The Army’s Project Convergence Takes War to the Speed of Light
Since 2020, Project Convergence has been pushing the envelope of the much discussed “sensor-to-shooter” timeline.
The U.S. Army is revving up for Project Convergence, an annual “experiment in learning” wherein the service places breakthrough technologies into tactical situations, putting soldiers and a new generation of weapons, drones, platforms, and artificial intelligence (AI) computing to the test.
Since 2020, Project Convergence has been pushing the envelope of the much discussed “sensor-to-shooter” timeline to get inside of an enemy’s decision cycle and make time-sensitive decisions first. Using the AI-capable FireStorm system, mini-drones, also called Air Launched Effects, can relay target data specifics to larger drones, helicopters, and ground attack platforms, which can then organize and transmit the information to human decisionmakers. The targeting and sensor-to-shooter pairing process used to take as long as twenty minutes, but with AI and a “meshed” network of sensors, the process is now being done in twenty seconds. This is truly a paradigm-changing breakthrough, as advanced algorithms employed by AI-capable computers can organize otherwise disparate pools of sensor data and identify the optimal weapon, shooter, or countermeasure for a given combat circumstance in a matter of seconds.
Now in its third year, the Army’s Project Convergence experiment has evolved to incorporate more joint, multi-domain connectivity. Moreover, it is now expanding to include NATO allies as well.
The chief innovation officer of Army Futures Command, Lt. Gen. Thomas Todd, says that Project Convergence efforts have helped enable a strategy of “persistent modernization,” wherein adjustments, adaptation, and software upgrades can be made continuously.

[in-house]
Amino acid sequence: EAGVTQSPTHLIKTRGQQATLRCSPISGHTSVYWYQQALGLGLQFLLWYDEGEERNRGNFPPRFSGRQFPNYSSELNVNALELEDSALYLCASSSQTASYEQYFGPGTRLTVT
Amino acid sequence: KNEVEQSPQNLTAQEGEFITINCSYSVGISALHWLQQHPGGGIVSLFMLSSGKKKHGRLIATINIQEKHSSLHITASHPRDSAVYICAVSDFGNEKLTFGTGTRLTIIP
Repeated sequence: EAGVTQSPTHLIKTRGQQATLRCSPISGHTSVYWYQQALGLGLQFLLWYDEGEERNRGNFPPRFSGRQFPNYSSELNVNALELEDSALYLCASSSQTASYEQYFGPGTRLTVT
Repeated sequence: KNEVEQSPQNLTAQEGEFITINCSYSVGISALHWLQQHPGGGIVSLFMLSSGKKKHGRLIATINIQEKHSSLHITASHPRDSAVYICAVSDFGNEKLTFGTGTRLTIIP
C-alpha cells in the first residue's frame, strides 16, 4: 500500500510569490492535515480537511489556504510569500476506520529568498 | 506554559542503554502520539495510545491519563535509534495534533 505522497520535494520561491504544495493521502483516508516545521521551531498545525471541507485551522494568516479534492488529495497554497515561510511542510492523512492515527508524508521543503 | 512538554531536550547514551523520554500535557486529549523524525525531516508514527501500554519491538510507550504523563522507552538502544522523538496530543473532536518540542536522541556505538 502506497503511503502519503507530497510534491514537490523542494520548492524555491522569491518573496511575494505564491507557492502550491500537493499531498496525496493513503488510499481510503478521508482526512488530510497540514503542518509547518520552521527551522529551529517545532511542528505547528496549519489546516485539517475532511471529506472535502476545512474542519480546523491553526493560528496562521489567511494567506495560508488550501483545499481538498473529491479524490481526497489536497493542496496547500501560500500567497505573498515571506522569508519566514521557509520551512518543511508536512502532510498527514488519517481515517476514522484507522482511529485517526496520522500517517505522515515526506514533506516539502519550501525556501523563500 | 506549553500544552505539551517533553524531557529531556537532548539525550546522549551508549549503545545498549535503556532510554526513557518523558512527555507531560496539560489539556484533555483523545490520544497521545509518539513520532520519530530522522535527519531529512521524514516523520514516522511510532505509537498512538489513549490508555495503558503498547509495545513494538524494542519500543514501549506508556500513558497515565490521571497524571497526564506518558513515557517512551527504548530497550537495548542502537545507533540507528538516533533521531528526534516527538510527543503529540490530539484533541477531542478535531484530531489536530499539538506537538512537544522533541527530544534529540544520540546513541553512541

“Until we started experiments, especially the mixing of system experiments with operational experiments, we truly never understood both. Number one: the operational value that we were trying to get out of it, nor could we achieve it. We also didn’t understand, quite frankly, what could be, I would say, when conflict arises—that’s too late. So we have to get after it. It’s paramount,” Todd told the National Interest in an interview.
This synergy between the operational and experimental is exactly what Project Convergence seeks to capture and learn from, as emerging technologies regularly change maneuver formations, tactics, and overall approaches to combined arms maneuvers. For instance, a multi-domain-capable networked force with longer-range sensors and high-speed data processing can enable a more dispersed yet highly lethal force in ways that have never been possible before. A mini-drone can identify a target and, in a matter of seconds, transmit specifics to an AI-empowered database to immediately determine the best method of attack. The idea is to fight at the “speed of relevance” and destroy an enemy at safer standoff ranges before being detected.
“Last year, Project convergence last year was aimed at sensors and shooters, right, and many of those are artillery. The reality is what we’re after is all sensors and the best shooter all the time……so linking and integrating sensors,” Todd explained.
Kris Osborn is the defense editor for the National Interest. Osborn previously served at the Pentagon as a Highly Qualified Expert with the Office of the Assistant Secretary of the Army—Acquisition, Logistics & Technology. Osborn has also worked as an anchor and on-air military specialist at national TV networks. He has appeared as a guest military expert on Fox News, MSNBC, The Military Channel, and The History Channel. He also has a Master’s Degree in Comparative Literature from Columbia University.